Kazakh Environmentalists Win Access To Emissions Data at Karachaganak
On March 26, 2008, Kazakhstan’s Supreme Court ruled in favor of the environmental nonprofit, Green Salvation, in a precedent setting lawsuit seeking access to environmental information about atmospheric emissions at the Karachaganak Oil and Gas Condensate Field in western Kazakhstan. For the first time in its history, the Kazakhstan Supreme Court considered the terms of the “Aarhus Convention on Access to Information, Public Participation in Decision-making and Access to Justice in Environmental Matters” as mandatory in its ruling.
In 2007, on behalf of the residents of the village of Berezovka, which is located only five kilometers from the Karachaganak Oil and Gas Condensate Field, Green Salvation requested information about emissions levels at the field from 2000-2006 from the Statistics Department of Western Kazakhstan Oblast. The Department refused to provide the information, claiming corporate confidentiality. Green Salvation sued the Statistics Department in the Specialized Interregional Economic Court of Western Kazakhstan Oblast and lost. It then took the case to Kazakhstan’s Supreme Court, which ruled in favor of Green Salvation and demanded that the Statistics Department provide the nonprofit with all the requested information. According to Kazakhstani law in order to comply with the court’s decision, the Statistics Department has two months to provide the information to Green Salvation.
In this precedent setting ruling, the Supreme Court states that the Statistics Departments violated national law and the Aarhus Convention by refusing to provide the requested environmental information to Green Salvation and the residents of Berezovka. The ruling states that there was nothing confidential about the information and that according to the provisions of national law and the Aarhus Convention, the public has a right to all the environmental information requested. In its decision, the Supreme Court stated, “the refusal of the statistics organs in providing information on emissions into the atmosphere contradicts the standards of the international agreement.”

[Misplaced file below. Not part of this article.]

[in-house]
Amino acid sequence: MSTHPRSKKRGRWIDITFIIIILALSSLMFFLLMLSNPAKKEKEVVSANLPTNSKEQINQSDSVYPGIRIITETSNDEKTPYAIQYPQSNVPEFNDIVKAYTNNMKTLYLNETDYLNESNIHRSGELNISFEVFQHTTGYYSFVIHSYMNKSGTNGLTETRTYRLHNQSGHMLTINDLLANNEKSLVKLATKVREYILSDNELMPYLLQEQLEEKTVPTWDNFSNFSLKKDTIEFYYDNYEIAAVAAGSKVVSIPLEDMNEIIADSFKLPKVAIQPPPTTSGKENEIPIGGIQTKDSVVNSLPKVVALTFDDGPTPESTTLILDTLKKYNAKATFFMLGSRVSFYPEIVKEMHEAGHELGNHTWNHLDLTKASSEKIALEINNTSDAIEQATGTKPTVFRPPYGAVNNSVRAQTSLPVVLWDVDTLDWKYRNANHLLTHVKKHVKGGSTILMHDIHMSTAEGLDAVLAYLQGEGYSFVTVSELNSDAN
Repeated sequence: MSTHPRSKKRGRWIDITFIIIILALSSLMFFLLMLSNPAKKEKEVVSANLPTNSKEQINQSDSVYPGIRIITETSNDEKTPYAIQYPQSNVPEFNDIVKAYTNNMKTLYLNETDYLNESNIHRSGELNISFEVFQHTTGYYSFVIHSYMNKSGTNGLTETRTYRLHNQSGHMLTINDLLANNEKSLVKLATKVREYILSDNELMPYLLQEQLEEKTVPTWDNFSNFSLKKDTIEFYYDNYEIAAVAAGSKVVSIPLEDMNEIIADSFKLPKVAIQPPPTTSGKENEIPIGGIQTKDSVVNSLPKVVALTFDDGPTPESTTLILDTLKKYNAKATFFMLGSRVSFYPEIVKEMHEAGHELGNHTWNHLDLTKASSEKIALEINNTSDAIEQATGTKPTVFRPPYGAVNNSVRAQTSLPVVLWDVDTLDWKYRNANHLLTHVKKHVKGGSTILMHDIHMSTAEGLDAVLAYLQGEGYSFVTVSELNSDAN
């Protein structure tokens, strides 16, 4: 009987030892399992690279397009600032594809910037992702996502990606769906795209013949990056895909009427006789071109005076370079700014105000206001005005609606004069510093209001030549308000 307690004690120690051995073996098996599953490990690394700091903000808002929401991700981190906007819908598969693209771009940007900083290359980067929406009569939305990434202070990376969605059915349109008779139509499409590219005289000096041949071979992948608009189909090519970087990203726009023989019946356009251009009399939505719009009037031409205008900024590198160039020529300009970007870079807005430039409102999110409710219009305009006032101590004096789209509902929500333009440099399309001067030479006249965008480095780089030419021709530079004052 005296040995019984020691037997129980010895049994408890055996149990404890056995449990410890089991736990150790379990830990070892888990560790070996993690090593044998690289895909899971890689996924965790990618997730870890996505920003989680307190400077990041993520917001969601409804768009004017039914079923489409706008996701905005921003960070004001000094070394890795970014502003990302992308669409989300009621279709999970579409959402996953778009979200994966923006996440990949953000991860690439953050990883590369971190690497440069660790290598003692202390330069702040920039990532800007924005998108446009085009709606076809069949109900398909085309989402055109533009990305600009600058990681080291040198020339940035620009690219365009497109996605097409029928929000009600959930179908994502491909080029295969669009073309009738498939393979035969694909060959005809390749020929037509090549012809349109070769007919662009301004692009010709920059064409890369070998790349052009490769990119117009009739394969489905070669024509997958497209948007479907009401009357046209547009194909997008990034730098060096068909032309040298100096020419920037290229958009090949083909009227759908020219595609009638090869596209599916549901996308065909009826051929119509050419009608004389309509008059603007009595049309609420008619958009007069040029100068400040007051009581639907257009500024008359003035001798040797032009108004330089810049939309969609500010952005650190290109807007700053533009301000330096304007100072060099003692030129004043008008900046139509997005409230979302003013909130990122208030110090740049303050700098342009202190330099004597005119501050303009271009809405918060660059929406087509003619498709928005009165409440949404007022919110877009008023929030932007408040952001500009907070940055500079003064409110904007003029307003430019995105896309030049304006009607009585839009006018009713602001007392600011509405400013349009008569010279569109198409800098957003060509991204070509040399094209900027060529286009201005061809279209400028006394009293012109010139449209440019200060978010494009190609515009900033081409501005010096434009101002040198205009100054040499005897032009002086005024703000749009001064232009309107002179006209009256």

“This is a really important decision because before this, our court system did not want to recognize the obligatory character of the Aarhus Convention,” stated Sergey Solyanik of Green Salvation.
The Karachaganak Oil and Gas Condensate Field is one of the largest petroleum fields in the Caspian region, and the level of pollution around the field has increased significantly since the international consortium, Karachaganak Petroleum Operating, B.V. (British Gas, ENI, Chevron and LUKoil) became the operator in 1997. Toxic emissions from the field are endangering surrounding communities, most notably, the village of Berezovka, which has been seeking relocation to a safe location since 2002.
For more information about the efforts being undertaken by the citizens of Berezovka to hold accountable the government of Kazakhstan, Karachaganak Petroleum Operating B.V. and its financiers, please visit www.greensalvation.org and www.crudeaccountability.org. For more information about the Aarhus Convention, please visit www.unece.org/env/pp/.
Crude Press Release
April 9, 2008
Contact: Kate Watters
Sergey Solyanik, Green Salvation
Tel: + 7 (727) 253 62 56